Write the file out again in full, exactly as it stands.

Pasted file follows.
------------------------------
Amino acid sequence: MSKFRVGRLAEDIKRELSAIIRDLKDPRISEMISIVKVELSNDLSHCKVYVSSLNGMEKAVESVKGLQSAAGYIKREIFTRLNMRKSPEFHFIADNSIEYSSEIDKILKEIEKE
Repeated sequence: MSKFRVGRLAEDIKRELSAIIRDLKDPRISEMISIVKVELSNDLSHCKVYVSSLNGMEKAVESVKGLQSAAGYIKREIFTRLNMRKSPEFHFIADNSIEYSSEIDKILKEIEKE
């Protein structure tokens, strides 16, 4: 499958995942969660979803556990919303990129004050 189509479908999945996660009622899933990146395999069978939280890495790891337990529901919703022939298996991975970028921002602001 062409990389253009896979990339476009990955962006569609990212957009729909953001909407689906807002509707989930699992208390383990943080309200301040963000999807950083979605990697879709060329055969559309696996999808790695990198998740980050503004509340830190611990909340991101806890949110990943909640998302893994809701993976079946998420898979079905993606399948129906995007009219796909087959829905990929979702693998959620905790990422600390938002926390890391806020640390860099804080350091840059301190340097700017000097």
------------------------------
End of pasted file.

Amino acid sequence: MSKFRVGRLAEDIKRELSAIIRDLKDPRISEMISIVKVELSNDLSHCKVYVSSLNGMEKAVESVKGLQSAAGYIKREIFTRLNMRKSPEFHFIADNSIEYSSEIDKILKEIEKE
Repeated sequence: MSKFRVGRLAEDIKRELSAIIRDLKDPRISEMISIVKVELSNDLSHCKVYVSSLNGMEKAVESVKGLQSAAGYIKREIFTRLNMRKSPEFHFIADNSIEYSSEIDKILKEIEKE
């Protein structure tokens, strides 16, 4: 499958995942969660979803556990919303990129004050 189509479908999945996660009622899933990146395999069978939280890495790891337990529901919703022939298996991975970028921002602001 062409990389253009896979990339476009990955962006569609990212957009729909953001909407689906807002509707989930699992208390383990943080309200301040963000999807950083979605990697879709060329055969559309696996999808790695990198998740980050503004509340830190611990909340991101806890949110990943909640998302893994809701993976079946998420898979079905993606399948129906995007009219796909087959829905990929979702693998959620905790990422600390938002926390890391806020640390860099804080350091840059301190340097700017000097």